Reply
  3. howitis

    How ironic…I came of age at the height of the “Satanic Panic,” and I remember when AC/DC was on a “Dirty Dozen” list of bands that my youth group leader gave out once. It was a list of bands that Christians should not listen to, because they were “devil worshippers” or some such crap. AC/DC was on the list, because their name supposedly stood for “After Christ/Devil Comes.” KISS was on the list because their name was supposedly an acronym for “Kings In Satan’s Service.” Rush was on the list because of the pentagram on their “2112” album cover, and because their drummer supposedly said he “hates Christians” in an interview. Black Sabbath was on the list because….well, Black Sabbath. Led Zepplin was the list because the symbols on one of their album covers were supposedly satanic, and because if you played “Stairway To Heaven” backward, you heard things like “all praise Satan.” Journey was on the list…no fucking idea why (weird album cover symbols, maybe?) I don’t even remember the rest of them…the whole thing was just bullshit. Even as a teenager who still considered myself a Christian, I thought the whole thing was bullshit.

    As far as attending a church that used AC/DC songs in worship….uh, no. If fact, if the leaders of this church think they’re being “hip” and “edgy” by using AC/DC songs, they are showing just how un-hip and un-edgy they are, especially if they are trying to attract those all-important Millennials. According to an article I read recently, the Millennial generation prefers EDM (electronic dance music), Rap and Hip-Hop to Rock; Rap and Hip-Hop artists now outsell Rock artists by a good margin. Rock bands like AC/DC are viewed as “middle-aged white-guy Dad music.” So unless Pointe Church is looking to attract more middle-aged white dads, this isn’t going to work. If they want to be “hip” and attract Millennials, maybe they should start using The Chainsmokers or Drake songs in worship…good luck with that… 😉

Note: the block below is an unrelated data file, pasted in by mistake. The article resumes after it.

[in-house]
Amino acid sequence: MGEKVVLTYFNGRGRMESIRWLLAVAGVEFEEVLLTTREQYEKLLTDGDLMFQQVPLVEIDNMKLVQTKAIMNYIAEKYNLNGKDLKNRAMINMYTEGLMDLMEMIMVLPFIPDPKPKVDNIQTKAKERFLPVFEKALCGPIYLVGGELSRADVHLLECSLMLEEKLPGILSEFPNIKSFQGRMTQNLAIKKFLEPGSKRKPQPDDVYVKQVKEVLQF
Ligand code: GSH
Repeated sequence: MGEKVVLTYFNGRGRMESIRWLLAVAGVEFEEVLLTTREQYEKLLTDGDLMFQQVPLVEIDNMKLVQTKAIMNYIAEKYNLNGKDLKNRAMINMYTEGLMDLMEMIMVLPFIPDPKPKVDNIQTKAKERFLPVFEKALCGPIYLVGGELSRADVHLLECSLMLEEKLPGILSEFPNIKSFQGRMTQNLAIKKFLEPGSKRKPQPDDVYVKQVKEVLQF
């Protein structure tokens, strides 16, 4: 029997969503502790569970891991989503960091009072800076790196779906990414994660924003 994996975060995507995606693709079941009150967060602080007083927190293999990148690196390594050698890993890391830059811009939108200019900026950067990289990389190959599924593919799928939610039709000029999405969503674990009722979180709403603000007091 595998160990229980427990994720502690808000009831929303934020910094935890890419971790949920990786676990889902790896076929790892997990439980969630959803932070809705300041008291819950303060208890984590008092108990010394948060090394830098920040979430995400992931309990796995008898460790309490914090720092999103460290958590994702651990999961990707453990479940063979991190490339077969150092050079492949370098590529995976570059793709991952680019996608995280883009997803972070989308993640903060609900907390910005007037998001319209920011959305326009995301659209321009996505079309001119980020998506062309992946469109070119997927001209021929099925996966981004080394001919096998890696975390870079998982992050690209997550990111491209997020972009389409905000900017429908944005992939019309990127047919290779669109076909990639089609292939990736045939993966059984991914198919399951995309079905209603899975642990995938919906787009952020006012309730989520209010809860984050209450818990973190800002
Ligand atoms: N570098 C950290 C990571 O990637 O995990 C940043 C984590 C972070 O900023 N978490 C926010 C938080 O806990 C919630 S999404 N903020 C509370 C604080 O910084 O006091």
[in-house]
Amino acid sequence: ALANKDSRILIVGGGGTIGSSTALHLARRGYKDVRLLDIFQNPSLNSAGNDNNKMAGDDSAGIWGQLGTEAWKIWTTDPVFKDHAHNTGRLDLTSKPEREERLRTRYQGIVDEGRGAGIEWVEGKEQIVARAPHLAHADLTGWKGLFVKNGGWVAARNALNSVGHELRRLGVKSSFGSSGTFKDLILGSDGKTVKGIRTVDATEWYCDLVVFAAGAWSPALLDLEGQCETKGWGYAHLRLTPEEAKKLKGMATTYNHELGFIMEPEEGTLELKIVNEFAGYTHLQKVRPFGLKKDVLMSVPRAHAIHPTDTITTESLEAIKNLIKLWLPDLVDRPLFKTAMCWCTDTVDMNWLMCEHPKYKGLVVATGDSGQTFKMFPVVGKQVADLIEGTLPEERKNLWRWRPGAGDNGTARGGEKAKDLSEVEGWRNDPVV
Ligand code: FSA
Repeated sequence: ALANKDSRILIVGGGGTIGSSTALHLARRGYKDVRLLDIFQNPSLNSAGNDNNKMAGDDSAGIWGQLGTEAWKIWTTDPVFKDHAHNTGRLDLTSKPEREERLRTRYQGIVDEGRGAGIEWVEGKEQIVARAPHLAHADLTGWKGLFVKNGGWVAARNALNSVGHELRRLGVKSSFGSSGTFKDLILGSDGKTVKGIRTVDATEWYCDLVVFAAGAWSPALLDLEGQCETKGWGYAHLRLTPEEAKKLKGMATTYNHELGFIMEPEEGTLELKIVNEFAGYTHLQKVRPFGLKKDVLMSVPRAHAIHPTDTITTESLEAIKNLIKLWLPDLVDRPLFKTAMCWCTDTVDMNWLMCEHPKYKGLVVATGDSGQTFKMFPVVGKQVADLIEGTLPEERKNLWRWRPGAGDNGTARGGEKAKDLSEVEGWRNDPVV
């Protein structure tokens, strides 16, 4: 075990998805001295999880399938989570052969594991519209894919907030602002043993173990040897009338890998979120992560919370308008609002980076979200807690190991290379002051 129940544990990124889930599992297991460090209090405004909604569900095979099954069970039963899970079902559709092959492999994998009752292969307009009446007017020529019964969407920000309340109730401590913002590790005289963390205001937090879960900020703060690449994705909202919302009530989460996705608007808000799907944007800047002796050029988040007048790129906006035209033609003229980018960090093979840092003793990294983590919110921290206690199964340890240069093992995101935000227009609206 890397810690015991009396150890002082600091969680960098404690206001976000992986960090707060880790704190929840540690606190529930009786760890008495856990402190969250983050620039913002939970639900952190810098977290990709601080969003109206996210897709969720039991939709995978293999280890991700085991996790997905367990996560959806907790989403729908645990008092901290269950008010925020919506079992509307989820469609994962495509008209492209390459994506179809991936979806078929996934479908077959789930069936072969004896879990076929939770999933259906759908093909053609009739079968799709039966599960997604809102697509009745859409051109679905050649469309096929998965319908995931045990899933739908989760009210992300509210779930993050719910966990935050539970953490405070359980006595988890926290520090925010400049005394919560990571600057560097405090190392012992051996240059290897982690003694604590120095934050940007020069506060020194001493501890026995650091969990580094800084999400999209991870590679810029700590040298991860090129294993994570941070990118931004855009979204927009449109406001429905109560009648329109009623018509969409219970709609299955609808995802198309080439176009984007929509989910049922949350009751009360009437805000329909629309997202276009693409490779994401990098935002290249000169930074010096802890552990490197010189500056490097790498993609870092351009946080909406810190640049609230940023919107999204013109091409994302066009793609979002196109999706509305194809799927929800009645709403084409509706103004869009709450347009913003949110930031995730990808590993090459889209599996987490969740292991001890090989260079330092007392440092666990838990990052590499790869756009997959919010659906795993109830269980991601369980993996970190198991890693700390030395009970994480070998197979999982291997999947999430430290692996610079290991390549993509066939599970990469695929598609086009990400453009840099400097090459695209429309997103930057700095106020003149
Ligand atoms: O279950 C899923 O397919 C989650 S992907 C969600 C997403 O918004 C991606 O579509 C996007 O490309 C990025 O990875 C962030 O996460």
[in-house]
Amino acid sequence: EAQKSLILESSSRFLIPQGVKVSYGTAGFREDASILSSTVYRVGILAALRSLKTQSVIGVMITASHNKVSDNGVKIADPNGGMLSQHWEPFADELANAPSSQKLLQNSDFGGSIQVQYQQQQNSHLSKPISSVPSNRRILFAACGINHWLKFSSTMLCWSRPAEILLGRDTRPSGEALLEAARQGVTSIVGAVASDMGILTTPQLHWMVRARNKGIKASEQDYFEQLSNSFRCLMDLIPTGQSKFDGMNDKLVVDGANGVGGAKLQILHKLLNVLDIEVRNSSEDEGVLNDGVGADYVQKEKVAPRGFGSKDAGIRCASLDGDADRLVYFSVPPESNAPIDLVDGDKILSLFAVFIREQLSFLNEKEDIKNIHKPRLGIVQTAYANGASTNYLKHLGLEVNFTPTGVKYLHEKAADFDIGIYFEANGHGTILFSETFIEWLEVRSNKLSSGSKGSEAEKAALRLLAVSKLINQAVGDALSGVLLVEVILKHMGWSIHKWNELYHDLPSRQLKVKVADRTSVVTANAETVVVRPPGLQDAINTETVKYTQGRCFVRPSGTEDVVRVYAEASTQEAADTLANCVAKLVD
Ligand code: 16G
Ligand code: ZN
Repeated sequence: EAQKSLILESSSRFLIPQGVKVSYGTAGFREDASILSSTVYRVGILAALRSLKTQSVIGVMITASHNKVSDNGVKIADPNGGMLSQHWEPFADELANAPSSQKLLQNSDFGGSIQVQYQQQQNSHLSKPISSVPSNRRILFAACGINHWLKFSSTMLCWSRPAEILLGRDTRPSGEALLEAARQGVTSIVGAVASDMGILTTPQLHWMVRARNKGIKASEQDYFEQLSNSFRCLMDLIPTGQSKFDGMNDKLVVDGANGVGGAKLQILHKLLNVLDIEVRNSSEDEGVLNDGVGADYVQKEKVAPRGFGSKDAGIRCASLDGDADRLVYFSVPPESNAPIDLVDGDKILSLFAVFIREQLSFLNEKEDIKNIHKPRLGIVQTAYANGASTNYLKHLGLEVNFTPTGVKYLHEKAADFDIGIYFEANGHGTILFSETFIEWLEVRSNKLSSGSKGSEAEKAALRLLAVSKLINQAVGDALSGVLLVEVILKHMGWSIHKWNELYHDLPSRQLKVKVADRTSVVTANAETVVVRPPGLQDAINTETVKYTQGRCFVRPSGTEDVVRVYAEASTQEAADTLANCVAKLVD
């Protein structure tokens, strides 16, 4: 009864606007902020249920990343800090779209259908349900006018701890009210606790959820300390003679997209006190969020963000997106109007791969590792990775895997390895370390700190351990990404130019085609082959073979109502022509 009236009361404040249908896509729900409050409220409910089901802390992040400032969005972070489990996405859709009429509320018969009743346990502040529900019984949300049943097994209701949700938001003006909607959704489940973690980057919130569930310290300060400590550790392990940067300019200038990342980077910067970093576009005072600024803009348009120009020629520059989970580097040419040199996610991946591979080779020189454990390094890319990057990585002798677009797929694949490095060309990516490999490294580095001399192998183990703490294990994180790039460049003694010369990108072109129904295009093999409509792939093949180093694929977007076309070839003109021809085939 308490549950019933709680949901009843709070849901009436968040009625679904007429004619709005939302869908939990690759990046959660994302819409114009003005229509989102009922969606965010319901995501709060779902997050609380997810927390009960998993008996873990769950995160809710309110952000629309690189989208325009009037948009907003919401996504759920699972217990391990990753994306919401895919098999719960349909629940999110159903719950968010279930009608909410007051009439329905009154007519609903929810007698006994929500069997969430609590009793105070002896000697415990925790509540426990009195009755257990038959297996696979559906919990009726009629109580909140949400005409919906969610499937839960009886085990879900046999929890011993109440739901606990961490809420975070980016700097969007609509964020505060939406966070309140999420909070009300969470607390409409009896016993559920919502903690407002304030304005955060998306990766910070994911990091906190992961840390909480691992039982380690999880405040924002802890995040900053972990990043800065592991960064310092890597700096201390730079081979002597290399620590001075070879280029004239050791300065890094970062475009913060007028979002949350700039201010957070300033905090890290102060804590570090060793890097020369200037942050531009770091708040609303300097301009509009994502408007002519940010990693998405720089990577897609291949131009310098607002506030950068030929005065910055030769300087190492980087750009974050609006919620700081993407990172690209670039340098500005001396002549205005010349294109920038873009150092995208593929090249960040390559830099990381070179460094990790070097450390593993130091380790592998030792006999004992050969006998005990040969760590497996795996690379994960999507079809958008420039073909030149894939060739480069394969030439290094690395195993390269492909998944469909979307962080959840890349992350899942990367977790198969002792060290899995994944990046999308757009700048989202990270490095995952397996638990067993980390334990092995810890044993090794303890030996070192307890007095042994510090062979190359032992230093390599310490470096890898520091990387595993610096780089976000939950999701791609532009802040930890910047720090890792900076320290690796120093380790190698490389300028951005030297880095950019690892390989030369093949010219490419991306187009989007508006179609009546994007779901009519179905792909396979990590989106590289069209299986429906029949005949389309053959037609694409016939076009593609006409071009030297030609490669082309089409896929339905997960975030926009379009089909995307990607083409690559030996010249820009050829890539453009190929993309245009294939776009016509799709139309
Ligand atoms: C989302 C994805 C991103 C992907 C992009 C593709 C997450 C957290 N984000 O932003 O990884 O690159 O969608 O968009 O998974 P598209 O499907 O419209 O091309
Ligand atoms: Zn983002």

Reply
    1. Appalachian Agnostic

      I remember my sister telling me my Phil Collins casette tape was Satanic because it had “CS” on the label. She didn’t say what it stood for. “Created by Satan”? “Collection of Satan”? Who knows? It scared me even though it sounded ridiculous. If I remember correctly, she got this information from our cousin who had attended a lock in at a local Baptist church.

      Reply
      1. Brian

        I think that if you listen to Phil Collins played backwards, you will find yourself not only a sexual switch-hitter but also unable to listen to Phil going clockwise ever again. Satan flips your switch, so to speak and off you go completely off the rails. By the by, Phil does sound better played backwards. 😉

        Reply
  4. Reverend Greg

    The new big thing church near me used ‘You Got To Fight for Your Right to Party’ by the Beastie boys (yes, the church band dressed like them) for the theme to a sermon series. Sigh. I’m still apologizing to the younger generation for what mine has done. Copy the world but refuse to address racism and other issues in the church.